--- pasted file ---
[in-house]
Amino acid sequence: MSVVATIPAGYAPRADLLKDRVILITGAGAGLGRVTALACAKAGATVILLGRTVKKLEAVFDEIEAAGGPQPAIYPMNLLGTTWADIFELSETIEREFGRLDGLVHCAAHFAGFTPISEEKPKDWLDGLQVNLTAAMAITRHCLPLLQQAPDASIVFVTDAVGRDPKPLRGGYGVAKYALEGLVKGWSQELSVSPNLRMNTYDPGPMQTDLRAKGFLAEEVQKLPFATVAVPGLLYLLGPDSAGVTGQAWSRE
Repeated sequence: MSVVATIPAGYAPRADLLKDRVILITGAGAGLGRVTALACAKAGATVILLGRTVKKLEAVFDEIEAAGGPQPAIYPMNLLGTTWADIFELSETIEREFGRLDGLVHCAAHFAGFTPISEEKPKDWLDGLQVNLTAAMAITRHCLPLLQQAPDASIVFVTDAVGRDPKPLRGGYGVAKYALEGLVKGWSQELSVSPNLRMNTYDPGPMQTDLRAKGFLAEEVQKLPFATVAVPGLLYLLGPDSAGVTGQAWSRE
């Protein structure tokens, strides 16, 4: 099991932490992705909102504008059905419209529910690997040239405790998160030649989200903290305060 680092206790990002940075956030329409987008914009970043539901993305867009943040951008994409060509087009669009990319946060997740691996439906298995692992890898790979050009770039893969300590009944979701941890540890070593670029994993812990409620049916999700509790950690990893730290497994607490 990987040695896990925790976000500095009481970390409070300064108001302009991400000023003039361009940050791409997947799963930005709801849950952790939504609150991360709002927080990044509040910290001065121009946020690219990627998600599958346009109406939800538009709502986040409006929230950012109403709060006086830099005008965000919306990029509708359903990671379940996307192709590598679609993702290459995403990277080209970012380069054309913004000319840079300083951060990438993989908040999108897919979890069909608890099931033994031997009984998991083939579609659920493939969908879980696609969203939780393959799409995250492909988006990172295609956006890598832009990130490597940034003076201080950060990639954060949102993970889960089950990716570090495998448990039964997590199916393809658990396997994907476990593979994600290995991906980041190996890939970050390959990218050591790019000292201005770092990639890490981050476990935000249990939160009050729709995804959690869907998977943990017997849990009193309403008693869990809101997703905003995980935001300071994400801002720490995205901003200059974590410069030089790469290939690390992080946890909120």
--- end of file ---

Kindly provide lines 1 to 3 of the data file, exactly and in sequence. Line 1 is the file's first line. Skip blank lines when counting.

[in-house]
Amino acid sequence: MSVVATIPAGYAPRADLLKDRVILITGAGAGLGRVTALACAKAGATVILLGRTVKKLEAVFDEIEAAGGPQPAIYPMNLLGTTWADIFELSETIEREFGRLDGLVHCAAHFAGFTPISEEKPKDWLDGLQVNLTAAMAITRHCLPLLQQAPDASIVFVTDAVGRDPKPLRGGYGVAKYALEGLVKGWSQELSVSPNLRMNTYDPGPMQTDLRAKGFLAEEVQKLPFATVAVPGLLYLLGPDSAGVTGQAWSRE
Repeated sequence: MSVVATIPAGYAPRADLLKDRVILITGAGAGLGRVTALACAKAGATVILLGRTVKKLEAVFDEIEAAGGPQPAIYPMNLLGTTWADIFELSETIEREFGRLDGLVHCAAHFAGFTPISEEKPKDWLDGLQVNLTAAMAITRHCLPLLQQAPDASIVFVTDAVGRDPKPLRGGYGVAKYALEGLVKGWSQELSVSPNLRMNTYDPGPMQTDLRAKGFLAEEVQKLPFATVAVPGLLYLLGPDSAGVTGQAWSRE